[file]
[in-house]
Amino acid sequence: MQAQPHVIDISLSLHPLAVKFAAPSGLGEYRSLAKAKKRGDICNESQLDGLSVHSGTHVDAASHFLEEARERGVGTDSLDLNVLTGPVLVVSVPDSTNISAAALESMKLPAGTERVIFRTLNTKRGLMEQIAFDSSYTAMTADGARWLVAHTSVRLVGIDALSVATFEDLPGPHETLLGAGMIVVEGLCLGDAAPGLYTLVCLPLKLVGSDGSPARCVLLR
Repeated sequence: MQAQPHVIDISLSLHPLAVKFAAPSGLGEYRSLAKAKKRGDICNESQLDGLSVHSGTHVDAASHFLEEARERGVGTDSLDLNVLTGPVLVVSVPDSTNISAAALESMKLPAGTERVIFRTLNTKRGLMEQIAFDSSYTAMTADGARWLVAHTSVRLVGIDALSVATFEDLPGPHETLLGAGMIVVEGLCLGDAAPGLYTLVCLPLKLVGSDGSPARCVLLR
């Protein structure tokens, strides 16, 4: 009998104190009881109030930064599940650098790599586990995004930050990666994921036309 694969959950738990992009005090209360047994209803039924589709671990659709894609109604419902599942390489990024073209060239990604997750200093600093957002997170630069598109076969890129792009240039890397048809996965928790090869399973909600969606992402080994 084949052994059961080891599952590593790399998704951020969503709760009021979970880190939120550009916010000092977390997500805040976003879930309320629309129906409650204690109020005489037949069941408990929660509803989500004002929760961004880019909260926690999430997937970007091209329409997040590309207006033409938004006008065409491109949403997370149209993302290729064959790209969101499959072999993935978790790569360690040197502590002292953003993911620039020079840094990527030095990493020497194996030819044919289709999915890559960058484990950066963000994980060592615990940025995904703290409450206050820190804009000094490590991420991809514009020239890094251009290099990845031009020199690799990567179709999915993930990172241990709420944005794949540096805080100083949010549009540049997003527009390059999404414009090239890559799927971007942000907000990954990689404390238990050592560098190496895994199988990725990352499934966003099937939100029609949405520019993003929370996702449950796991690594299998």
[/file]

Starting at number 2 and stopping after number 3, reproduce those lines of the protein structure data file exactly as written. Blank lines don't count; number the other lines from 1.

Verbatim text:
Amino acid sequence: MQAQPHVIDISLSLHPLAVKFAAPSGLGEYRSLAKAKKRGDICNESQLDGLSVHSGTHVDAASHFLEEARERGVGTDSLDLNVLTGPVLVVSVPDSTNISAAALESMKLPAGTERVIFRTLNTKRGLMEQIAFDSSYTAMTADGARWLVAHTSVRLVGIDALSVATFEDLPGPHETLLGAGMIVVEGLCLGDAAPGLYTLVCLPLKLVGSDGSPARCVLLR
Repeated sequence: MQAQPHVIDISLSLHPLAVKFAAPSGLGEYRSLAKAKKRGDICNESQLDGLSVHSGTHVDAASHFLEEARERGVGTDSLDLNVLTGPVLVVSVPDSTNISAAALESMKLPAGTERVIFRTLNTKRGLMEQIAFDSSYTAMTADGARWLVAHTSVRLVGIDALSVATFEDLPGPHETLLGAGMIVVEGLCLGDAAPGLYTLVCLPLKLVGSDGSPARCVLLR